• PCI Express: not to be confused with PCI-X! Yes, they’re different. Genius naming guys. “Like, these guys couldn’t have devised names that sound just a little more unique than ‘PCI-X’ and ‘PCI Express’?”

    Whereas PCI-X is based on PCI, PCI Express (PCIe) is apparently quite different. Serial instead of parallel, and capable of several metric assloads more speed. Slots and devices are no where near backwards compatible AFAIK. Also, PCIe used to be called 3GIO, in case you run into that term. PCIe and 3GIO are the same thing.

    PCIe is usually specified as “x1,” “x8”, etc. This specifies the number of “lanes” that the slot offers. A lane is a bi-directional serial channel capable of around 250MB/s in each direction (sending and receiving). So an x16 slot should be 4GB/s in each direction. It took me a little while to realize this was in contrast to PCI, which goes in one direction at a time. So where your PCI-X 64-bit/133MHz slot has 1GB/s bandwidth, your 4x PCIe slot really has 2GB/s (1GB/s transmit, 1GB/s receive, simultaneously).

    I think PCIe also offers some other features, like hot swap. It seems poised to be “the expansion bus of the future.” Of course, the main class of peripherals I see using it currently are graphics cards. I suspect this is often why you find a motherboard with one PCIe 16x slot and one PCIe 1x slot: the 16x is for your video card (P.S.: AGP 8x does 2.1GB/s! Let me stick a storage controller in that slot, baby) and the 1x slot is to make you feel slightly more manly. Or maybe it’s for a GB NIC.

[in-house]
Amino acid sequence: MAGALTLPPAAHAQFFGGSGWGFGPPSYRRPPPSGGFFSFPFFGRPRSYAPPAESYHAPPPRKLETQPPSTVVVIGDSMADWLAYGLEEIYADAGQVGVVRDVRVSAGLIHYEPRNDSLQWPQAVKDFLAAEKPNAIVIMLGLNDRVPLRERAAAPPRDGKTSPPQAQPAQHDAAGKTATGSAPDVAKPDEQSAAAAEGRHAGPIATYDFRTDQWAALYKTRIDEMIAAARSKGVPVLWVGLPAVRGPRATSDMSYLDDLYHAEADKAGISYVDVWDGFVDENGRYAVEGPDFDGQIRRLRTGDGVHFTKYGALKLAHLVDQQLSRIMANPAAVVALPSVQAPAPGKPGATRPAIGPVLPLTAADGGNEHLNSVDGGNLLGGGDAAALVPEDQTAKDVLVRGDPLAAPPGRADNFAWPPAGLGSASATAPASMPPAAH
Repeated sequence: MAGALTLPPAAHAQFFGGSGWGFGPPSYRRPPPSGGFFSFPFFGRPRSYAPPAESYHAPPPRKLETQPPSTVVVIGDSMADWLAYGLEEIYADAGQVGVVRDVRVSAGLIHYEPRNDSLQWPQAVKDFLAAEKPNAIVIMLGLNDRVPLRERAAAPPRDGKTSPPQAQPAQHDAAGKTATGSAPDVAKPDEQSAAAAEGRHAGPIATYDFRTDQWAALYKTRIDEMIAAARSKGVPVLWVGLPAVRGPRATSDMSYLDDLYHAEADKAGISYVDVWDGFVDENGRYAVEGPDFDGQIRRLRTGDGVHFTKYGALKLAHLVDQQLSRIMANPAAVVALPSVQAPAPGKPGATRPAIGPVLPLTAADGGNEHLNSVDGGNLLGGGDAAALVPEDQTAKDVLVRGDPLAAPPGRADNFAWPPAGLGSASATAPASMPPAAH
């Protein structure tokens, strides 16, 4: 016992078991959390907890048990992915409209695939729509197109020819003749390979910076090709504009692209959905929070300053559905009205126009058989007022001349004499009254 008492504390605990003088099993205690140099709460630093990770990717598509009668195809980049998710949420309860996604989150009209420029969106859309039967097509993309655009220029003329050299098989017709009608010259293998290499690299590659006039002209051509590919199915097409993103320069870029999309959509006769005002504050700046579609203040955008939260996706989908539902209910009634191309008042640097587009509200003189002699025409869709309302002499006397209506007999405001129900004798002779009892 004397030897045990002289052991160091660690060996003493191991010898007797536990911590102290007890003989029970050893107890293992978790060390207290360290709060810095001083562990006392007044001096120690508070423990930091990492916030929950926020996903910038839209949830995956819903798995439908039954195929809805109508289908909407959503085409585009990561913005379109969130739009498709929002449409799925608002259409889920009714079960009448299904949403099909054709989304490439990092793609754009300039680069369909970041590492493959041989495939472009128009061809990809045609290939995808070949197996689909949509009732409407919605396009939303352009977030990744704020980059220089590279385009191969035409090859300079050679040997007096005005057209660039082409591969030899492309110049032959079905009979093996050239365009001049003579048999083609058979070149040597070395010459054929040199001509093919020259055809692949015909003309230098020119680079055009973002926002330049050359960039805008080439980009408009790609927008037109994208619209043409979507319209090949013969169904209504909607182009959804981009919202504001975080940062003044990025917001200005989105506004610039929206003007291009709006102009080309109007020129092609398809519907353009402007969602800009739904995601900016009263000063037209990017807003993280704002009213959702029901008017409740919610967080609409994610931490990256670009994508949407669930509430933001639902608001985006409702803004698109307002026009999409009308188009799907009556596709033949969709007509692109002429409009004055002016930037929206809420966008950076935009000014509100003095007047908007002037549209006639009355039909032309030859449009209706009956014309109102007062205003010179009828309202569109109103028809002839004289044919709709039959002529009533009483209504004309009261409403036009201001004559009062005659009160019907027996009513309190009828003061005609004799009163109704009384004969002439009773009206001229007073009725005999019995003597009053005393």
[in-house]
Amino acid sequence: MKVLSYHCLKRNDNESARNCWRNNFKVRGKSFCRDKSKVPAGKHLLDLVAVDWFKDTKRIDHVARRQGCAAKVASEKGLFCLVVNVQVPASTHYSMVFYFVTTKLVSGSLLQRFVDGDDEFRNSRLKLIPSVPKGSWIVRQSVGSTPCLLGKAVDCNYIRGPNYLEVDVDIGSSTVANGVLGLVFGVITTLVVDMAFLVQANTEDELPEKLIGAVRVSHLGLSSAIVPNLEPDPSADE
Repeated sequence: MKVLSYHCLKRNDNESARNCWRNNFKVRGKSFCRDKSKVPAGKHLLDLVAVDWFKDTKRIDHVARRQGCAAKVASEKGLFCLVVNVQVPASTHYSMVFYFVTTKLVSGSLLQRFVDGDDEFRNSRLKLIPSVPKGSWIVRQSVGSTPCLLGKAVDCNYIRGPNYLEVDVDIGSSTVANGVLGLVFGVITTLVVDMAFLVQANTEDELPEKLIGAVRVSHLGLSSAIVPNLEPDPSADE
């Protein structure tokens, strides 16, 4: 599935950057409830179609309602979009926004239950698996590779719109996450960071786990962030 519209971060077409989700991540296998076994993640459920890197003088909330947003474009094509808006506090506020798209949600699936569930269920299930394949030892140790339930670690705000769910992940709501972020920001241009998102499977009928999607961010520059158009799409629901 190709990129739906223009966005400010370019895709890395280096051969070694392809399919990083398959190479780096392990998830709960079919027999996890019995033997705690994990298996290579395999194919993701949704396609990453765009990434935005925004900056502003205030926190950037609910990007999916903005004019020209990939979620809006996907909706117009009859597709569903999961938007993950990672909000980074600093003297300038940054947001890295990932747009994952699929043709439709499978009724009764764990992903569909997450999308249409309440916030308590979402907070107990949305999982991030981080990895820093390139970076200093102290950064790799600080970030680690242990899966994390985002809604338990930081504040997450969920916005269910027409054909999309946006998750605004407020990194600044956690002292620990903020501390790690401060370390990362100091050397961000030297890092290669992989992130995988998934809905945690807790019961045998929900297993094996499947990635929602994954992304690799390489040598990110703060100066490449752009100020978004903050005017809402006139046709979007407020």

This study of buses was necessary for me to decide what kind of storage controllers I’ll be interested in. Accordingly, I plan my next installment to cover the various options one has for SATA controllers.

I do have one question remaining from all of this talk of buses: what’s the speed of the connection between the various I/O controllers and buses and what not? Hopefully no one is running a 4GB/s bus to your expansion card, but a 1GB/s bus back to the rest of the system. I’d have a little trouble figuring out the point of that, probably.

Some links on the above topics:

Comments (8)

  1. August 20, 2005
    Andy said...

    “A 133MHz bus can only support one device. A 100MHz bus can only support two devices. I believe a 66MHz bus can support four devices.” Hmm… Sounds like the VLB of the PCI world.

  2. November 22, 2006
    Gary Quiring said...

    The line “PCI-X is backwards compatible with PCI, and that goes for both slots and devices.” is not always true. I have a v20Z Sun server that uses PCI-X and it won’t physically fit a PCI card. The slot is backwards preventing them from fitting. PCI-X compatible cards fit fine.

    • September 8, 2013
      Romania II said...

      Yeah there is different amperage of pci cards. One is 3.3 Volts and the other is 5v. The 3.3 is compatible with the pci-x cards.

  3. December 4, 2006
    xmoe said...

    AFAIK – PCI-X is backwards compatible, except where it is 3.3V … you can have PCI cards that are 5V only … or ‘universal’ cards that should work in any PCI slot – that is 5V or 3.3V … I think the majority (90%) of PCI cards are universal, but then the devil is in the details and what you actually have.